I can see both points of view on the disturbed habitat debate. Personally I would say that with the extreme sensitivities these animals have to disturbances and toxins and such, that the mere fact that they are capable of surviving and breeding in a disturbed area indicates its viability. I can see how a high population density can allow for a greater chance for a disease to move through and damage the population faster, however a thing to note could be that frogs found in these disturbed areas could have a greater "resistance" or greater "immunity" to many of the things that would kill wild population individuals due to the fact that they were raised in an environment with levels of these pollutants/diseases. I'm thinking less of a direct adaptation as low level accumulation allowing for the frog's system to be able to withstand these abnormally hazardous conditions.

In any rate I've seen a saltwater tank setup with nothing but garbage in it, and its a design I've been intending on mimicking one day, so I think its cool to see someone doing something similar with a viv.

Also, if you've actually been to these places where these frogs live and have seen the millions of bacteria/fungi/plants species that inhabit it, you'd be surprised that any of them are even able to live at all. Truth is these things are much more hardy than we give them credit, its just because we try to scale down their habitat into a 55gallon tank that we find them challenging. They were all over the place both times I visited Costa Rica. Hell an arataus came out of my shower drain one time and hopped around in the shower with me. Kind of amusing, and awkward.
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  #55 (permalink)  
Old 11-07-2009, 02:57 AM
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Default Re: Dis-biotopic displays

I have to say that I love this idea! I have seen displays similar to this at several zoos that use "garbage" in fish display tanks but I have never seen it utilized for an amphibian species. I doubt I can talk them into doing this at the zoo I work at, though. Anyway, this is a great thread and an awesome example of this idea. Thanks for sharing!
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  #56 (permalink)  
Old 11-02-2011, 01:27 PM
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Default Re: Dis-biotopic displays

This has been a fascinating post to read, thanks!
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  #57 (permalink)  
Old 11-02-2011, 01:55 PM
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Default Re: Dis-biotopic displays

Any updates Ron?
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  #58 (permalink)  
Old 11-02-2011, 05:21 PM
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Default Re: Dis-biotopic displays

Not really...except for the fact that this is just how I work with my tanks. As far as the images I posted at the beginning of this thread, some of the junk I took out, some has remained, and some of the vivariums have been completely renovated.

The image below is where I am keeping a few extra vittatus--you can see there is an old rusty can forming sort of a "lean-to" toward the front. One of the frogs has staked this can out as their shelter and can always be found underneath it.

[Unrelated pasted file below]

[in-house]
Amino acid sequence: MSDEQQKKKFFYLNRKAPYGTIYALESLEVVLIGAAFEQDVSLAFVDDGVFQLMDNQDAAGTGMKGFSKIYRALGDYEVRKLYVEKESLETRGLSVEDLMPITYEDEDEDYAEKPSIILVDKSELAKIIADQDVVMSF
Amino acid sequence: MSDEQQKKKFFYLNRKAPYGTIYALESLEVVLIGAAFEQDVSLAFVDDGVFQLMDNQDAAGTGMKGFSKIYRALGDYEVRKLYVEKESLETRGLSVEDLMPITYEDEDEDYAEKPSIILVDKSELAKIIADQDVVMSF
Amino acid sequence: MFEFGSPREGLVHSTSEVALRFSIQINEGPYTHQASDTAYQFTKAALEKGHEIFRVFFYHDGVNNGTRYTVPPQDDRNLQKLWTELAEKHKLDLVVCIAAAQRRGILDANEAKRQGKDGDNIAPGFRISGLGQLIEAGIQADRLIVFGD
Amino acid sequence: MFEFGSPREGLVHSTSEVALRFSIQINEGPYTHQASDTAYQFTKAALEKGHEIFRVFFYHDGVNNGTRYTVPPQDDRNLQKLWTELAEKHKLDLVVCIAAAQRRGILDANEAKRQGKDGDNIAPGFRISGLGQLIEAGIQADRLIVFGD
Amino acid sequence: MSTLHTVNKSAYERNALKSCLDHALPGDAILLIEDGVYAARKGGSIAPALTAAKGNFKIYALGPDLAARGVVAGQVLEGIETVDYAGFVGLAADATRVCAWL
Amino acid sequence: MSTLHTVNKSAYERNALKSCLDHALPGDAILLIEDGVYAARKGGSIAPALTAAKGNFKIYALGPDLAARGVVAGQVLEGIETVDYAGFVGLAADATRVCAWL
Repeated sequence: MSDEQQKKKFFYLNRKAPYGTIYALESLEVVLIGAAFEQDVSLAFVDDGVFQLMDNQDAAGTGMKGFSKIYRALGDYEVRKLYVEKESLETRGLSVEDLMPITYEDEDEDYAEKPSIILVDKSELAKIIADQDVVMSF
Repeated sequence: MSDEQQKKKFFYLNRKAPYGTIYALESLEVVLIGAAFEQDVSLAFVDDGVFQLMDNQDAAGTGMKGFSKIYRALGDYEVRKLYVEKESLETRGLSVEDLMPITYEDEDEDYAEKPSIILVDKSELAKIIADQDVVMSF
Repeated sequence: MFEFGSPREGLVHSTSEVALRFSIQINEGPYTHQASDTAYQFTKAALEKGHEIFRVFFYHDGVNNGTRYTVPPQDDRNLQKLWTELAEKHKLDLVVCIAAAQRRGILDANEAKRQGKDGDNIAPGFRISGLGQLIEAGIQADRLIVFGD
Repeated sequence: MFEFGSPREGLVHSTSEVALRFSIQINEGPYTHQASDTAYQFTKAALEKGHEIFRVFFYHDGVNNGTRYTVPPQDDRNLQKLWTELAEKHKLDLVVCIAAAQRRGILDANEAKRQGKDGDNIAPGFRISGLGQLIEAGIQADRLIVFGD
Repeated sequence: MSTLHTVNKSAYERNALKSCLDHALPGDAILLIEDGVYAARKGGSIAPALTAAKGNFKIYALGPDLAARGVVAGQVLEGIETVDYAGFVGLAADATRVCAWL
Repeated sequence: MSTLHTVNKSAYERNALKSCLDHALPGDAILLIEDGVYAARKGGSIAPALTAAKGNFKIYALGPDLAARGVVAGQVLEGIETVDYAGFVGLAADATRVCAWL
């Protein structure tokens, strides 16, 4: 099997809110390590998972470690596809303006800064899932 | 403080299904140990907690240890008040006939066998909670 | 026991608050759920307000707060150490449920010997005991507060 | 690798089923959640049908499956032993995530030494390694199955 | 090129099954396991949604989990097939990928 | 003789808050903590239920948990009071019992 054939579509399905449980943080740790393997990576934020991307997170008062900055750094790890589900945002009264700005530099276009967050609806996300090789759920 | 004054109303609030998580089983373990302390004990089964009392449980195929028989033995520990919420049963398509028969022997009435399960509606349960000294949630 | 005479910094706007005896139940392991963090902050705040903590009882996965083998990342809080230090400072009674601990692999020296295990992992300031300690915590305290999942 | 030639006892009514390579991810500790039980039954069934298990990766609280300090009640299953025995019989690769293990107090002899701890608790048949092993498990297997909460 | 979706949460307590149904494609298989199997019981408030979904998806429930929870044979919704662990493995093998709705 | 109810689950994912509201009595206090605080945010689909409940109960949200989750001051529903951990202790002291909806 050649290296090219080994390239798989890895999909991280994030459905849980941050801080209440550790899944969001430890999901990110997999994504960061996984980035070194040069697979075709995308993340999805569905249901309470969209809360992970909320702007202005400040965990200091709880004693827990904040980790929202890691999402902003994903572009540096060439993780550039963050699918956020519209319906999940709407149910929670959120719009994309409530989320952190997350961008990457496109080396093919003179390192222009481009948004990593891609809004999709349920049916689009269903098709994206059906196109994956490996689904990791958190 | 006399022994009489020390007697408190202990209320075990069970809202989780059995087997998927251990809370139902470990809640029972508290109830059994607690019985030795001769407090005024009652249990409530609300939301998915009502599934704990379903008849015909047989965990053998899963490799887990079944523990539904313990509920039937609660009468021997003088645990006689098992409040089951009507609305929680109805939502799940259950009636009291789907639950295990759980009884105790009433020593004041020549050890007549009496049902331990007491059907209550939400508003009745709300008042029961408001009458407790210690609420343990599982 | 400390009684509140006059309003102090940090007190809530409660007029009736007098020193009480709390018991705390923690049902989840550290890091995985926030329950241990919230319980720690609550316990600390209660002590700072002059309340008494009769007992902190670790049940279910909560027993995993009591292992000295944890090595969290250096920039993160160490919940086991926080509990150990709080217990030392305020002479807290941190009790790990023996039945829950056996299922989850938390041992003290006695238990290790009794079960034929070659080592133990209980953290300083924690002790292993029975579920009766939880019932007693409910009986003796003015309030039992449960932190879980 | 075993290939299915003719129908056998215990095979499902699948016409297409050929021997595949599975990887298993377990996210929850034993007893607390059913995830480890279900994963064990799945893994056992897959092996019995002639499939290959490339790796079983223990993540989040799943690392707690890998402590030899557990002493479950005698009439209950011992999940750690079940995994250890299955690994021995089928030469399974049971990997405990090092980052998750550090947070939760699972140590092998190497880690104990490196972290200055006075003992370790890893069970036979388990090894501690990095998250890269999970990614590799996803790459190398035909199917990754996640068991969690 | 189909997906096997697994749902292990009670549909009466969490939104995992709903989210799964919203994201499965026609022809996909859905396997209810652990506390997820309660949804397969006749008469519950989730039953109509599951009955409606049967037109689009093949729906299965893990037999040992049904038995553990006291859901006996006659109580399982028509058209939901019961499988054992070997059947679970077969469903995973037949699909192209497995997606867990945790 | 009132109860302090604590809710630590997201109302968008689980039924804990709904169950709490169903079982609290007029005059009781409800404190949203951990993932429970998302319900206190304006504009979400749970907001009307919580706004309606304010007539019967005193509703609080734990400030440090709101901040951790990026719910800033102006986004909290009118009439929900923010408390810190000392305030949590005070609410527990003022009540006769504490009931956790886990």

With such a narrow footprint in a lot of these tanks (many of them are vertically-oriented 18 gal aquariums) I've found that cans with the tops and bottoms missing help provide different layers in the tank, allowing plants and bromeliads to grow over the top of them, but still providing an extra 'level' for frogs to pass through and hide in, breaking up the visual and spatial views they have of one another.
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Old 11-02-2011, 08:17 PM
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Default Re: Dis-biotopic displays

Hey skylsdale, what species of bromeliads are in the tanks at the beginning of this thread? Thanks
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  #60 (permalink)  
Old 11-02-2011, 08:22 PM
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Default Re: Dis-biotopic displays

Various species...not completely sure. Probably some "Fireball" and at least a few N. ampullacaea. Other than that I just received them as random pups from folks.
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Old 11-02-2011, 08:27 PM
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Quote:
Originally Posted by skylsdale View Post
Various species...not completely sure. Probably some "Fireball" and at least a few N. ampullacaea. Other than that I just received them as random pups from folks.
Ok, I was thinking the plain ones might be fireballs but thought I'd check. Thanks.
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Old 11-02-2011, 08:41 PM
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Default Re: Dis-biotopic displays

I love it.
You are weird. And wonderful.
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Old 11-02-2011, 09:07 PM
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Lmao... too funny..

Love the setups, very simple but incredible looking viv's...

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do the frogs get tetanus shots
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Old 11-27-2011, 09:18 PM
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Default Re: Dis-biotopic displays

http://www.dendroboard.com/forum/bre...tml#post671432
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Old 11-27-2017, 08:06 PM
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Default Re: Dis-biotopic displays

Bumping a VERY old post- but I keep returning to it!

Do these vivs still exist, and did anyone else do similar?